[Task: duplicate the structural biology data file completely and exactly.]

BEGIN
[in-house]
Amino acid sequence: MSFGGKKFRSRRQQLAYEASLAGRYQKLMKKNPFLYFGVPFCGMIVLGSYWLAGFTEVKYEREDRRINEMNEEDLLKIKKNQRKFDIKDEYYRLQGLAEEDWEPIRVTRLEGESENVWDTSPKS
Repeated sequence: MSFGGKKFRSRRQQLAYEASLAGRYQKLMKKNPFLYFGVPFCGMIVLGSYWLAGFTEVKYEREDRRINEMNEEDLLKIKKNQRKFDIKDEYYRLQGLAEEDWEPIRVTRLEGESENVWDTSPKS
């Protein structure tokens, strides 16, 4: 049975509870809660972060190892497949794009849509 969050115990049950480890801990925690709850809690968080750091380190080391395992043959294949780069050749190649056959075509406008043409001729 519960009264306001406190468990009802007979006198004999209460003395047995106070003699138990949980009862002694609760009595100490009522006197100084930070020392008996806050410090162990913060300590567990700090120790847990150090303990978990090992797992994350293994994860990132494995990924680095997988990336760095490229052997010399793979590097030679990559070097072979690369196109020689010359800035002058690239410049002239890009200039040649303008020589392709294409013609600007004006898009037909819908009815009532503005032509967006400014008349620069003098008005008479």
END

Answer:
[in-house]
Amino acid sequence: MSFGGKKFRSRRQQLAYEASLAGRYQKLMKKNPFLYFGVPFCGMIVLGSYWLAGFTEVKYEREDRRINEMNEEDLLKIKKNQRKFDIKDEYYRLQGLAEEDWEPIRVTRLEGESENVWDTSPKS
Repeated sequence: MSFGGKKFRSRRQQLAYEASLAGRYQKLMKKNPFLYFGVPFCGMIVLGSYWLAGFTEVKYEREDRRINEMNEEDLLKIKKNQRKFDIKDEYYRLQGLAEEDWEPIRVTRLEGESENVWDTSPKS
């Protein structure tokens, strides 16, 4: 049975509870809660972060190892497949794009849509 969050115990049950480890801990925690709850809690968080750091380190080391395992043959294949780069050749190649056959075509406008043409001729 519960009264306001406190468990009802007979006198004999209460003395047995106070003699138990949980009862002694609760009595100490009522006197100084930070020392008996806050410090162990913060300590567990700090120790847990150090303990978990090992797992994350293994994860990132494995990924680095997988990336760095490229052997010399793979590097030679990559070097072979690369196109020689010359800035002058690239410049002239890009200039040649303008020589392709294409013609600007004006898009037909819908009815009532503005032509967006400014008349620069003098008005008479």